Evaluating the burden of brucellosis in hospitalized patients in Armenia, 2016

How to Cite

Asoyan, V., Hovhannisyan, A., Mkrtchyan, A., Davidyantes, M., Apresyan, H., Atoyan, L., & Niazyan, L. (2018). Evaluating the burden of brucellosis in hospitalized patients in Armenia, 2016. Online Journal of Public Health Informatics, 10(1). https://doi.org/10.5210/ojphi.v10i1.8891



To understand the disease burden, we studied the epidemiological and clinical characteristics and associated costs for brucellosis patients hospitalized in Nork hospital in 2016.


Brucellosis, endemic in Armenia, is recognized as a significant public health challenge with a major economic burden. To address the regional threat of brucellosis for both animal health and public health, the “One Health Surveillance of Brucellosis in Armenia” was initiated in December 2016. The project aims to develop scientifically sound strategies and policies for sustainable control of the disease.


In 2016, 265 patients diagnosed with brucellosis were hospitalized at “Nork” hospital, of whom 16 were 0-14 years old and 94% were males. Diagnosis was confirmed using agglutination test and ELISA. The SPSS program was used to analyze the data.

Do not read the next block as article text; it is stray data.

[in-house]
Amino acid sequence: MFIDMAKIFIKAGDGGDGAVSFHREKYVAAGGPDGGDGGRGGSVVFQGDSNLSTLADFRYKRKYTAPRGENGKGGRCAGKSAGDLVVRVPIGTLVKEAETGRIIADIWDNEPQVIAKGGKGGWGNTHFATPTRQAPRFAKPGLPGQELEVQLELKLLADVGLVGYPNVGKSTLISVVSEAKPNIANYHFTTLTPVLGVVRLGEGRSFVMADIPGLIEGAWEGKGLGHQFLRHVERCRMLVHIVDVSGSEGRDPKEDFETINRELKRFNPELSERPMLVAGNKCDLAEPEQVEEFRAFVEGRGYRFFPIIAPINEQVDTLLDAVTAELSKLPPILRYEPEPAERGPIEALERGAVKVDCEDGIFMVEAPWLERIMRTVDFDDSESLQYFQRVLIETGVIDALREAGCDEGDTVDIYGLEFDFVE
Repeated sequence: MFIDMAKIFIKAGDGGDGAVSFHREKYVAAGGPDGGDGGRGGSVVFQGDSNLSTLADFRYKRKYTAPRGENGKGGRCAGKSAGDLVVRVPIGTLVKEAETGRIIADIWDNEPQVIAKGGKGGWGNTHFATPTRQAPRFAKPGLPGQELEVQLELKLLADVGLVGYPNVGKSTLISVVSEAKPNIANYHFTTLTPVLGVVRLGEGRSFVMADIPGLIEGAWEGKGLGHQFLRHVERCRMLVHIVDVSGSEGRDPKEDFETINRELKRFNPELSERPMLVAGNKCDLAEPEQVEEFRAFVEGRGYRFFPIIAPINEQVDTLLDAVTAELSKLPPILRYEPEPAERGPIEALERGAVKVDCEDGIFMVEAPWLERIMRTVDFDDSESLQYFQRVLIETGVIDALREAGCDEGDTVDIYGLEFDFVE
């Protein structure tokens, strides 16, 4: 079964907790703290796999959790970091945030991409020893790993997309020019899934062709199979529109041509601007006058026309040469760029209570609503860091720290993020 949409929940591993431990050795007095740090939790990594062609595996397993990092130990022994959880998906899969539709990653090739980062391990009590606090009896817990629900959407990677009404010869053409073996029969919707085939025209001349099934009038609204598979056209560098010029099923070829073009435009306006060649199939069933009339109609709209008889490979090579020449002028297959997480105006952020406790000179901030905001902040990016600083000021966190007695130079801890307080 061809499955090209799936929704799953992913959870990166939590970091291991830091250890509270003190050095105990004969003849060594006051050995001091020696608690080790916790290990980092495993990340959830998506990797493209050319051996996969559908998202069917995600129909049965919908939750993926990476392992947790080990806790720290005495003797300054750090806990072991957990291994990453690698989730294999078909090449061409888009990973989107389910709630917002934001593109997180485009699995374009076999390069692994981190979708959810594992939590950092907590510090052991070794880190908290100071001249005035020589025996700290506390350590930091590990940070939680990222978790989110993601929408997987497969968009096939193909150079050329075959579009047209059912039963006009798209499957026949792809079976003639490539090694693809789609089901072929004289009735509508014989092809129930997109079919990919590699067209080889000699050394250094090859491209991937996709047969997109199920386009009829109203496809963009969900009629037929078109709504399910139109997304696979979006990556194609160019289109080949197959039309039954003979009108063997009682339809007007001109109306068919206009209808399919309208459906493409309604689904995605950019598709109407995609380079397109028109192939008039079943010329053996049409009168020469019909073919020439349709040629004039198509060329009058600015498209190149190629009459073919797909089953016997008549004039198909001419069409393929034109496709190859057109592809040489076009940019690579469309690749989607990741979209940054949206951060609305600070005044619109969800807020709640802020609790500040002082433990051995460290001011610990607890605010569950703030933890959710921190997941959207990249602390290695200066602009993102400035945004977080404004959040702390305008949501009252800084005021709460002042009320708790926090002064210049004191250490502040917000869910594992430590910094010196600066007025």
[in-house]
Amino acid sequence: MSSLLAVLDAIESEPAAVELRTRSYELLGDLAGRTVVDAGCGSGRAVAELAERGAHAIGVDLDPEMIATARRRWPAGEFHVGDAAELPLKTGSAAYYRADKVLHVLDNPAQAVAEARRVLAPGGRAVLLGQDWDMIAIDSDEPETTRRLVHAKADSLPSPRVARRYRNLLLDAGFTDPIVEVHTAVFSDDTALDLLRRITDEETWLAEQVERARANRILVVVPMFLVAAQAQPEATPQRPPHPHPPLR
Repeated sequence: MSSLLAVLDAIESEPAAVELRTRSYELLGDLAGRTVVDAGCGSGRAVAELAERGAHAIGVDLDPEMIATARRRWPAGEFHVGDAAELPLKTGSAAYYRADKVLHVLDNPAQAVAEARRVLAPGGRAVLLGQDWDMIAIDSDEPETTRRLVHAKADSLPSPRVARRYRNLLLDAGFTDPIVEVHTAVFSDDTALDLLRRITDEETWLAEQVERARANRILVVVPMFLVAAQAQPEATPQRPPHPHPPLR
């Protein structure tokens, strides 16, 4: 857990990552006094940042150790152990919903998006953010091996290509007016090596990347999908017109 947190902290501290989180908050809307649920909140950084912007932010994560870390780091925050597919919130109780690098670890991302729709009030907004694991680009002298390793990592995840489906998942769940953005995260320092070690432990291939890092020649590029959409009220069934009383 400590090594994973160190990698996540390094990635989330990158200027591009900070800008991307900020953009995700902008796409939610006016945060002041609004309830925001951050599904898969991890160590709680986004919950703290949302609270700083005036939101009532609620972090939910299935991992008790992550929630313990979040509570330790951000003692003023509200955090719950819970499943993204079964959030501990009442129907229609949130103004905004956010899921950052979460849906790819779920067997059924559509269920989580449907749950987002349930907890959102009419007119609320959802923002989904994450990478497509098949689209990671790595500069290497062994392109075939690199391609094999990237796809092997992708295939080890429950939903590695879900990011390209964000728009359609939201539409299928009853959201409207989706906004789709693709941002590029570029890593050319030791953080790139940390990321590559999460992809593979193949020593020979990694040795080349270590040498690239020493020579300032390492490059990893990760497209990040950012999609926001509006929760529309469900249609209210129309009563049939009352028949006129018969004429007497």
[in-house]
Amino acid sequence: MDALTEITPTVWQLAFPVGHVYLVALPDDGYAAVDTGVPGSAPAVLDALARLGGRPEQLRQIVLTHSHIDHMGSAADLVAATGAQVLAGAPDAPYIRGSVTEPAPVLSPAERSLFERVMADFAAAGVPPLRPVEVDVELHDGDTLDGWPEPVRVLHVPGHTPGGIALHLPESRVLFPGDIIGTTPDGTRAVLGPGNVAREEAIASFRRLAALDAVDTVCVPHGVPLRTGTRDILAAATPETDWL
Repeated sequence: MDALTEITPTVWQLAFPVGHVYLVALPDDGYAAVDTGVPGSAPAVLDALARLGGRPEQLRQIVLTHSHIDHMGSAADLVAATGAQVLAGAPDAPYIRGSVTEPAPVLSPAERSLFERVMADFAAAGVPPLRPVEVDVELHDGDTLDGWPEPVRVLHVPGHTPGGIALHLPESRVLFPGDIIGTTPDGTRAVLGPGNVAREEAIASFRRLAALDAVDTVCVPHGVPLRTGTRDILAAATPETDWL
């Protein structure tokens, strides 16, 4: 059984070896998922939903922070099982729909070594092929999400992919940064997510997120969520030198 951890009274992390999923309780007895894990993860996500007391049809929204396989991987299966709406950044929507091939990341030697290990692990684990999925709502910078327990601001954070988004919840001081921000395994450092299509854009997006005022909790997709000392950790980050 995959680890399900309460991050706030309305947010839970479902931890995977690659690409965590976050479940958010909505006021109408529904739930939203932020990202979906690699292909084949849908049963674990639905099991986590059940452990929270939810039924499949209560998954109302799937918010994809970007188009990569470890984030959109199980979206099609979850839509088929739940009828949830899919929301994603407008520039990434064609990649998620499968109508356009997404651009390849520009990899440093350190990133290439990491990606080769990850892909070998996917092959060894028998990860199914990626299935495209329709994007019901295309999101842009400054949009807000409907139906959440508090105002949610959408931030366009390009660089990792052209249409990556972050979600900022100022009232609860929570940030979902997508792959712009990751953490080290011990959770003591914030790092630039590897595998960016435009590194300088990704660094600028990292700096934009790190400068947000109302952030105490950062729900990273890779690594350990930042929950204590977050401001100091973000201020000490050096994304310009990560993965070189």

Distribution of the disease by marz revealed that the most cases came from Ararat (53), followed by Kotayk (49), Armavir (38), Aragatsotn (36), Yerevan (28), Gegharkunik (26), Vayots Dzor (24), Syunik (8), and Lori (3). Clinical data indicated that 71% of patients had acute brucellosis with fever, arthralgia and night sweating while 29% suffered chronic brucellosis with damage of organ systems. The primary complaints included arthralgia (80%), sweating (60%) and fever (40%). Joint pain was mainly located in knee, elbow, and sacroiliac regions. Average grade of fever was 37,9±0,95oC. Total days spent in hospital were 1798, economic losses for the hospital were estimated at AMD 36 million per year.


Those at the highest risk for brucellosis were males living in Ararat and Kotayk marzes who work with livestock.


Authors own copyright of their articles appearing in the Online Journal of Public Health Informatics. Readers may copy articles without permission of the copyright owner(s), as long as the author and OJPHI are acknowledged in the copy and the copy is used for educational, not-for-profit purposes. Share-alike: when posting copies or adaptations of the work, release the work under the same license as the original. For any other use of articles, please contact the copyright owner. The journal/publisher is not responsible for subsequent uses of the work, including uses infringing the above license. It is the author's responsibility to bring an infringement action if so desired by the author.